Regina Garson's Blog

Roadtripping at Wheeler Wildlife Refuge

Wheeler Wildlife Refuge

Observation building view. Image: Regina Garson

Talk about roadtripping! You can live in an area your whole life and miss a treasure that is right under your nose. But my feet have sure been itching lately and when I had the opportunity to join the UAH OLLI group  in a visit to Wheeler Wildlife Refuge, I was ready. Wetlands and birds, now that’s something new, to me anyway.

I really didn’t know exactly what I was getting into since, ever since I was a child, I have always been drawn to the mountains, and there are so many mountains in my area, just about any time I think about spending some time outdoors in nature, I think about the mountains. A know a number of folks love the beach in the same kind of way. In fact, a whole lot of them drive right past the Wheeler Wildlife Refuge on their way to the beach.

Nothing at all wrong with any of that for us beach and mountain lovers, but I really did miss an eco-treasure and an earthbound wildlife heaven when I didn’t venture out into some of the area wetlands. If you are roadtripping in Alabama, Wheeler Wildlife Refuge is right at the top of the must-see list for north Alabama.


View from the trail. Image: Regina Garson

View from the trail.
Image: Regina Garson

Where it’s at:

If you are traveling north or south through Alabama on Interstate Highway 65 (I-65), it is mid-way, about an hour and a half south of Nashville and north of Birmingham. What you want to do is head to the Visitor Center, where you can first learn what you are looking at.

Then, after a nice walk, down a well-maintained trail, about 200 yards away, you will reach the Observation Building (which is climate controlled) and the most amazing display of birds that you could just about imagine: cranes, ducks and geese for a start.

Here’s a short video of what you can expect to see this time of year. George Lee filmed it just days before my visit, at the same Observation Building I visited. If you go to his YouTube Channel, he has some other videos of the refuge as well.


Just to give you an idea of what you are walking into. I pulled the following information from the Refuge website.

The refuge is a breeding ground for migratory birds and other wildlife. A total of 300 species of birds, 47 species of mammals, 75 species of reptiles and amphibians, 115 species of fish, 38 species of freshwater mussels, and 26 species of freshwater snails have been documented on the refuge.

It tends to vary over the years, but the bird numbers currently peak around 2,000 for geese and 75,000 for ducks. Cranes are another big attraction. You will probably see quite a few Sandhill cranes.


Whooping Crane. Image: USDA

However, if you are lucky, you may even see a Whooping crane or two. Whooping cranes have been on the endangered list for a while, that means that if you hunt and you shoot one, you are in big trouble. Some guy in Texas just recently got in trouble for doing just that.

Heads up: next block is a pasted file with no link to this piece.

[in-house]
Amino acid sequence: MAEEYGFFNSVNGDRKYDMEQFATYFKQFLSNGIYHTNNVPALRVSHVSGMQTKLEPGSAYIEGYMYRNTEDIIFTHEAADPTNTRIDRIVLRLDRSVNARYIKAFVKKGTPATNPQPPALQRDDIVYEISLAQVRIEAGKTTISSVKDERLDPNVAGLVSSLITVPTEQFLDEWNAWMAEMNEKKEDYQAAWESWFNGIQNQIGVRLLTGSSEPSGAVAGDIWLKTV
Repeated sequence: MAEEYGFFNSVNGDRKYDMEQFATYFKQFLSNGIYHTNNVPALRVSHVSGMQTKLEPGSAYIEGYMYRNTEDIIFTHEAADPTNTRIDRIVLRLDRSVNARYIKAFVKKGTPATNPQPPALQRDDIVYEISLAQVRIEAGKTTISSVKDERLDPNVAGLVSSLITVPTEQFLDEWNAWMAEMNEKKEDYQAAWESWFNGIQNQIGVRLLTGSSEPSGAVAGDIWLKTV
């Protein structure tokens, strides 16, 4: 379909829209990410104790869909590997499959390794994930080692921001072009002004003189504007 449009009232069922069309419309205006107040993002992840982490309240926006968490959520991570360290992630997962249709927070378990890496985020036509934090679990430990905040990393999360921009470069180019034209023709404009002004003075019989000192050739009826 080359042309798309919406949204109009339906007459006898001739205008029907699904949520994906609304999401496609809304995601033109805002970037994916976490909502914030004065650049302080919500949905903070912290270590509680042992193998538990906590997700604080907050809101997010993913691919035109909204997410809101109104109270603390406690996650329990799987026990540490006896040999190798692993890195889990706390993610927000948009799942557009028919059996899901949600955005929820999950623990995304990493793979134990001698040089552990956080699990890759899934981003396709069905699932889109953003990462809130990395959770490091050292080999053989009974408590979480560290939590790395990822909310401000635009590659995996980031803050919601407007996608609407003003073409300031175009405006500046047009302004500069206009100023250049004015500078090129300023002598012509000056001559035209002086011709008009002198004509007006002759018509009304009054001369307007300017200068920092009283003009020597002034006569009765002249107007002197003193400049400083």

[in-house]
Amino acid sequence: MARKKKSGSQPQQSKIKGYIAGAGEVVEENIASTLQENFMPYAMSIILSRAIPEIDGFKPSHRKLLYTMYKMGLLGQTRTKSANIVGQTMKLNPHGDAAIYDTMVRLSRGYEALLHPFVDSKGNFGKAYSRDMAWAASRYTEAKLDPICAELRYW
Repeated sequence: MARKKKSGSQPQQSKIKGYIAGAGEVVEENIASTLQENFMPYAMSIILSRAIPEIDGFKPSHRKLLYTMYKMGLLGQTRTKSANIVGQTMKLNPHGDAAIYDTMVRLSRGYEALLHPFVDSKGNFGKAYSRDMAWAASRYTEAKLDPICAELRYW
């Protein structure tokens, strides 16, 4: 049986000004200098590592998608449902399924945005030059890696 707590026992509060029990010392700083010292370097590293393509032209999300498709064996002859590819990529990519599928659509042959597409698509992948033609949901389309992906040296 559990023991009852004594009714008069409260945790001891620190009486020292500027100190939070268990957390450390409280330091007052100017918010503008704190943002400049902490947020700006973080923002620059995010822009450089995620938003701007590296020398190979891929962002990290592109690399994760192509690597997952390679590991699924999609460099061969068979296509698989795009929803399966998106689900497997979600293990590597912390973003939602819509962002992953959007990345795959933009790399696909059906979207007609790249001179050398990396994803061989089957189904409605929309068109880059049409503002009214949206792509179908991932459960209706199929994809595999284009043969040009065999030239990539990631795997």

Needless to say, a whole lot of effort (including work at the refuge) has gone into saving the Whooping cranes from extinction and I was lucky enough to see two of them when I was there.

Now, you are not necessarily going to see all of the above in one day, but you are going to see some birds, and if you are traveling with the family, there will most surely be enough scenery and wildlife to delight the younger family members completely, the older ones too. There are nature/hiking trails on the refuge as well, but I am going to have to go back to check them out when I have a little more time. There are also boat launch areas that provide access to the Tennessee River.

Although Wheeler has something going on all year (click here for a schedule), the peek time to visit (i.e., when you are going to see the most birds) is between Christmas and Valentine’s Day.


A Short History: How it came about

Back in the 1930s, after the Tennessee Valley Authority (TVA) came in and built dams to supply power to the area, they soon realized that migrating birds were drawn to the changes in the terrain and the wetlands alongside the Tennessee River. The refuge was established in 1938 by Executive Order of President Franklin D. Roosevelt and it became the first National Wildlife Refuge to be overlain on a multi-purpose reservoir (Wikipedia). That is a very brief nutshell. Check out the video below for background on the US Wildlife Refuge efforts.

For all the times that I have been profoundly disappointed at what supposed progress has done to the environment in my state, this time I was impressed. The 35,000-acre refuge was established as a wetland habitat for migrating birds and those that came into the area for the winter. About 19,000 of those acres are on land and 16,000 are water. Since some of it is on Redstone Arsenal, and administered by NASA’s Marshall Space Flight Center, it is not all publicly accessible. Of course, there are a lot more details, and they do a whole lot of good work, but you can learn more when you visit, and/or you can check out the links at the end of this article.


Directions to Wheeler Wildlife Refuge:

The Visitor Center for Wheeler National Wildlife Refuge is right at three miles off I-65, Exit 334, the Decatur/Priceville Exit (Highway 67) just south of Huntsville, along the Tennessee River.

There are several fast food places, gas stations, etc., when you get off I-65, so you can easily pick up something to eat as well. It’s a scenic little drive as you get into the wetland area. The sign for the Visitor Center will be on the left.


The Wheeler Complex:

Wheeler is part of what is known as the Wheeler National Wildlife Refuge Complex. The refuges in the Wheeler National Wildlife Refuge Complex include:


RoadTrippingFor more information:

Article copyright 2016 Regina Garson

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